Aussie dollar weaker but good signs for the market

Share Markets:

US financial market sentiment was mixed on Friday night. The US stockmarket strengthened, with the Dow rising 0.7% and the S&P 500 and the Nasdaq both up 0.4%.

This followed stockmarket gains in the European session and points to a positive open for the Australian stockmarket this morning.  

Interest Rates:

US government bond yields fell on Friday night despite stockmarket gains.

The 10-year treasury yield fell 2 basis points to 1.87% and the 10-year treasury yield fell 3 basis points to 0.84%.

The slight steepening of the yield curve was attributed by some to Japanese demand at the short end, given record low yields in Japan.

The Japanese 10-year government bond yield fell 5 basis points to -0.09%.

Foreign Exchange:

The US dollar drifted higher over the session.

The Euro weakened after the European Central Bank's (ECB's) Executive Board member Praet said the deposit rate can be cut further, suggesting the ECB's easing bias remains intact.

EUR/USD fell from a high of 1.1337 on Friday, to trade at 1.1268 at the time of writing.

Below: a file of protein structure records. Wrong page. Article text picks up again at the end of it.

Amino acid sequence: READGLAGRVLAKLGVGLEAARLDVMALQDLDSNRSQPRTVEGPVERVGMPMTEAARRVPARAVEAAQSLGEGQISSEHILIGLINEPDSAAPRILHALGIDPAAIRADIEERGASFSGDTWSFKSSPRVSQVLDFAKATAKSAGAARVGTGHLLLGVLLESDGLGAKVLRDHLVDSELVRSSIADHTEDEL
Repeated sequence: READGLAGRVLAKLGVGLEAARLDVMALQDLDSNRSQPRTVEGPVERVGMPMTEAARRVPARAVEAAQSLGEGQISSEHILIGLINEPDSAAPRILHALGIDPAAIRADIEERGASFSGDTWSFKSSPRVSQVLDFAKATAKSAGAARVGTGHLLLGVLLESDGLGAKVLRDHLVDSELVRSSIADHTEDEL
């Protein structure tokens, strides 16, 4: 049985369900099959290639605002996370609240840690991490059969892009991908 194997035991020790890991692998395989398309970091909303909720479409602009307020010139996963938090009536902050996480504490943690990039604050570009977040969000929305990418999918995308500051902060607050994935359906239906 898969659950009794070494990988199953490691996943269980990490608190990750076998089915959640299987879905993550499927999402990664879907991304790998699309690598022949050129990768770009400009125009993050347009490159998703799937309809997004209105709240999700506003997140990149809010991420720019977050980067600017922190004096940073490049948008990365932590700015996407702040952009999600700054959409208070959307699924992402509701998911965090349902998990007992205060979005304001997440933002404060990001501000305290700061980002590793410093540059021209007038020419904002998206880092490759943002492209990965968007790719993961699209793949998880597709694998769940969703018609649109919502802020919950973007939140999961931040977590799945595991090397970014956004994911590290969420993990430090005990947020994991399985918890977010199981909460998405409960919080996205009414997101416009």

The Australian dollar weakened against the US dollar. AUD/USD reached a high of 0.7680 early on Friday afternoon, but fell from there, to currently trade around 0.7595.

The New Zealand dollar lost ground against the US dollar and the Aussie dollar. NZD/USD fell from a high of 0.6874 on Friday afternoon, to trade at 0.6788 at the time of writing.

Commodities:

Commodity prices fell on Friday night led by the oil price. US dollar strength and a higher US oil rig count weighed on the oil price.

Australia: 

There was no local economic data to report.

China:

New home prices rose 3.6% in the year to February.

Prices rose in 32 of the 70 cities covered by the survey. This was up from 25 cities in January. Price rises were strongest in the 'tier one' cities such as Beijing, Shanghai and Shenzhen while prices have weakened in some of the smaller cities.

United States:

Consumer sentiment eased to a reading of 90.0 in March, from 91.7 in February, according to the University of Michigan measure.

This was a five-month low in consumer sentiment, with consumers becoming more concerned about the economic outlook, in addition to higher gasoline prices.



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